As with any contribution to PyBaMM, please follow the workflow in CONTRIBUTING.md. In particular, start by creating an issue to discuss what you want to do - this is a good way to avoid wasted coding hours!

We aim here to provide an overview of how a new model is entered into PyBaMM in a form which can be eventually merged into the main branch of the PyBaMM project. However, we recommend that you first read through the notebook: create a model, which goes step-by-step through the procedure for creating a model. Once you understand that procedure, you can then formalise your model following the outline provided here.

One of the main motivations for PyBaMM is to allow for new models of batteries to be easily be added, solved, tested, and compared without requiring a detailed knowledge of sophisticated numerical methods. It has therefore been our focus to make the process of adding a new model as simple as possible. To achieve this, all models in PyBaMM are implemented as expression trees, which abstract away the details of computation.

The fundamental building blocks of a PyBaMM expression tree are `pybamm.Symbol`

. There are different types of `pybamm.Symbol`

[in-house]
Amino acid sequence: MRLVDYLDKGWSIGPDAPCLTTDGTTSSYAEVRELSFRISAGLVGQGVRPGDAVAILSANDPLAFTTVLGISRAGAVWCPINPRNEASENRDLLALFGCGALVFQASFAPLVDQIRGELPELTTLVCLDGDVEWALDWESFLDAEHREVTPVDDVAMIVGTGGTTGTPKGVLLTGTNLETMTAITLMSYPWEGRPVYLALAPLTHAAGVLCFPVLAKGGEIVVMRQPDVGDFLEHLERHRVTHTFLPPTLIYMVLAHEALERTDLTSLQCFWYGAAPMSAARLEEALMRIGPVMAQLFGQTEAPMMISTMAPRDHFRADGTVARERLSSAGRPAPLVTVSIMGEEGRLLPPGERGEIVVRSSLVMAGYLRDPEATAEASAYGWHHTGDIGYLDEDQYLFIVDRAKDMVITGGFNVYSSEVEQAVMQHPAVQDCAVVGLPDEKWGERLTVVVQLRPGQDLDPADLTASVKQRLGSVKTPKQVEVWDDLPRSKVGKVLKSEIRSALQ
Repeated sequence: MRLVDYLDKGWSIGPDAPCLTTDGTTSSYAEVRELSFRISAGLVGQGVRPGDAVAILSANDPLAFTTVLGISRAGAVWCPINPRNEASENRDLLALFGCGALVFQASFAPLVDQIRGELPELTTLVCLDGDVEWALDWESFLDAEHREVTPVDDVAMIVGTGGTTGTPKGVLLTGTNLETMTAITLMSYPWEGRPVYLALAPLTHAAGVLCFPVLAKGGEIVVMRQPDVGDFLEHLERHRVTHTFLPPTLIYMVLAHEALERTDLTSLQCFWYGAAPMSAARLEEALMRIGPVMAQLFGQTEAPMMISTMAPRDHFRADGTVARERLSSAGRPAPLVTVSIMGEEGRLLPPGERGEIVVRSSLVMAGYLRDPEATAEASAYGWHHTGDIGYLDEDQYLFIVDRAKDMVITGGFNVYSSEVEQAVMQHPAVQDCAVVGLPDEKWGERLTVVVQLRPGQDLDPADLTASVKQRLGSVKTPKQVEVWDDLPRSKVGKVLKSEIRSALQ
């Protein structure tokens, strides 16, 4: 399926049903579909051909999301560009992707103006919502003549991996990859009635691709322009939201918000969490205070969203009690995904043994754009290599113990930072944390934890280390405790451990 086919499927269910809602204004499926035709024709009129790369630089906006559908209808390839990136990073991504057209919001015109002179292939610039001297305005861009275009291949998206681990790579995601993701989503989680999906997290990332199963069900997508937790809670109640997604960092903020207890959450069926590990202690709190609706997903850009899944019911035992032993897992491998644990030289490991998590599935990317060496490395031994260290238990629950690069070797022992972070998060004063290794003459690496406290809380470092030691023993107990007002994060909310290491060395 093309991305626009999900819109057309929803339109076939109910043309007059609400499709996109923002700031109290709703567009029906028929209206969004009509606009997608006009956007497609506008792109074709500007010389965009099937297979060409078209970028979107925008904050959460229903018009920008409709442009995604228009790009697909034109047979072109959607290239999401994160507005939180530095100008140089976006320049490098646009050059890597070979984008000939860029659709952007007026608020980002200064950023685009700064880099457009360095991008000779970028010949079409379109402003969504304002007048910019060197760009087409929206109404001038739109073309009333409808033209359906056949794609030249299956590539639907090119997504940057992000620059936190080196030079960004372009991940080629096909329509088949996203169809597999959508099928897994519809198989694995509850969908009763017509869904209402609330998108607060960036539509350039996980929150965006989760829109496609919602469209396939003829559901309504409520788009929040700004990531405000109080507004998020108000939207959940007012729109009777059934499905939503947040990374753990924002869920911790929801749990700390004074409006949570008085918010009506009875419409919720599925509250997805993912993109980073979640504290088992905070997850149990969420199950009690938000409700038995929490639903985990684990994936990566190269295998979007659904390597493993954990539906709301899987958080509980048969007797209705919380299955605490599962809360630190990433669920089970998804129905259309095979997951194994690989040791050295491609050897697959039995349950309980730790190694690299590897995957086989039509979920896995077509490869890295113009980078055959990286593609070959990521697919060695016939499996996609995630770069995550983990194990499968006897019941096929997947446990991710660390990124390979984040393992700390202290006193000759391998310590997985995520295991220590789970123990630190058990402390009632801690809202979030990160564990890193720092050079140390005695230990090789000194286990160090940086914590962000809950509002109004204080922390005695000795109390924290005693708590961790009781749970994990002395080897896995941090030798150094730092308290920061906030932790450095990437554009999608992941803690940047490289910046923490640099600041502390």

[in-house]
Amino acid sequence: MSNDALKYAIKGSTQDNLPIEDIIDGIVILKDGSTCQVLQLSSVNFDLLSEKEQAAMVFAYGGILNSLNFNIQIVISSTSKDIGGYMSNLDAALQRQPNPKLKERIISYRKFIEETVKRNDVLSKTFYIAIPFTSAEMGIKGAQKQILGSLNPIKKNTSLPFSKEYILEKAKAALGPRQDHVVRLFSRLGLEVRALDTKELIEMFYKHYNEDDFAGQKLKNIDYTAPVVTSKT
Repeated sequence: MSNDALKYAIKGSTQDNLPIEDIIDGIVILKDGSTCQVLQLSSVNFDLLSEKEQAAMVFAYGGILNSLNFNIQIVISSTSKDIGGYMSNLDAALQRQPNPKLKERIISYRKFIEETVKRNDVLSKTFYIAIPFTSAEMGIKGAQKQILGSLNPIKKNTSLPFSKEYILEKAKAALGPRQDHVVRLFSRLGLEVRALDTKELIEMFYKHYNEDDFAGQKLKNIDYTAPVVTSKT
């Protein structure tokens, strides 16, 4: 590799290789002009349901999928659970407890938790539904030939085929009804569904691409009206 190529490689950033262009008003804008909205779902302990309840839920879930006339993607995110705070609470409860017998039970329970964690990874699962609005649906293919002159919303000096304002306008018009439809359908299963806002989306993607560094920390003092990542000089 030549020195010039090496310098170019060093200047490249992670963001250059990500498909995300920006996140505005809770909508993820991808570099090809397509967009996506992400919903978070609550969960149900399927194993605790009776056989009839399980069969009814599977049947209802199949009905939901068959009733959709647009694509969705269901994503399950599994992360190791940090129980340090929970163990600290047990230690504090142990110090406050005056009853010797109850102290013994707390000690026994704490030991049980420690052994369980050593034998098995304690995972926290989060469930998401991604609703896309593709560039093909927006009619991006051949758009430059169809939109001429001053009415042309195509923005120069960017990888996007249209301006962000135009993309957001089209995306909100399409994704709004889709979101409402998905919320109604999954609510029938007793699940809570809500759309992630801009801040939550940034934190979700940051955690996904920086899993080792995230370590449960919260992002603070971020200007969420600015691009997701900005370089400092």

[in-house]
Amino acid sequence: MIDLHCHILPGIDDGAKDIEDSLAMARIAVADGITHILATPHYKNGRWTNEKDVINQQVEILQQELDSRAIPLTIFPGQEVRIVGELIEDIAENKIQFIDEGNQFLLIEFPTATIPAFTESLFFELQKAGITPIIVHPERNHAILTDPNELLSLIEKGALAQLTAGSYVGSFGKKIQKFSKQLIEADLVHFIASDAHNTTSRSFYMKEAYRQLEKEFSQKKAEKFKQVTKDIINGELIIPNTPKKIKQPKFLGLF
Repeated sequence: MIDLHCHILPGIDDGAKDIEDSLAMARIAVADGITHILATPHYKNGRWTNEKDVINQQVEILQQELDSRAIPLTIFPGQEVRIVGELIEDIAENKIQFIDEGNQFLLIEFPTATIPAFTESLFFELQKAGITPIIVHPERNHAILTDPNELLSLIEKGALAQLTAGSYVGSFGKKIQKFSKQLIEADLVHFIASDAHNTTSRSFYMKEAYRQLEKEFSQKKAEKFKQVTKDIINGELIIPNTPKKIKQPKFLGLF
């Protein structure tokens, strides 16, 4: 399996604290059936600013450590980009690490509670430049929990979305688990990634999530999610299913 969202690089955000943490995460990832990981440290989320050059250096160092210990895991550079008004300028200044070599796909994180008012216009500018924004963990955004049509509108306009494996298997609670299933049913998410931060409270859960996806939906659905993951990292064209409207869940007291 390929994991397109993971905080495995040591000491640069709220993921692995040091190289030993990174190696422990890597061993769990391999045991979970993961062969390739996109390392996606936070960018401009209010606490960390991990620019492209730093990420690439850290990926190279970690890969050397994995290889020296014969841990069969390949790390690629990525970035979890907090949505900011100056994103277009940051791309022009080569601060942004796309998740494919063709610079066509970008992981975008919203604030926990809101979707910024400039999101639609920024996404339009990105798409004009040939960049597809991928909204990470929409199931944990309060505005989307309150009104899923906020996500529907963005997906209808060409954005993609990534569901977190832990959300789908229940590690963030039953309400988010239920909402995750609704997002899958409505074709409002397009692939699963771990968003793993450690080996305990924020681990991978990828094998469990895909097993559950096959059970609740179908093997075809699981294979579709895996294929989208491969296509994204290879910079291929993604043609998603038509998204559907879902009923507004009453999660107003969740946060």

: `pybamm.Variable`

, `pybamm.Parameter`

, `pybamm.Addition`

, `pybamm.Multiplication`

, `pybamm.Gradient`

etc which have been created so that each component of a model written out in PyBaMM mirrors exactly the written mathematics. For example, the expression:

\[\nabla \cdot \left(D(c) \nabla c \right) + a F j\]

is simply written as

```
div(D(c) * grad(c)) + a * F * j
```

within PyBaMM. A model in PyBaMM is essentially an organised collection of expression trees.

To add a new model (e.g. My New Model), first create a new file (`my_new_model.py`

) in `pybamm/models`

(or the relevant subdirectory).
In this file create a new class which inherits from `pybamm.BaseModel`

(or `pybamm.LithiumIonBaseModel`

if you are modelling a full lithium-ion battery or `pybamm.LeadAcidBaseModel`

if you are modelling a full lead acid battery):

```
class MyNewModel(pybamm.BaseModel):
def
```

and add the class to `pybamm/__init__.py`

:

```
from .models.my_new_model import MyNewModel
```

(this line will be slightly different if you created your model in a subdirectory of models). Within your new class `MyNewModel`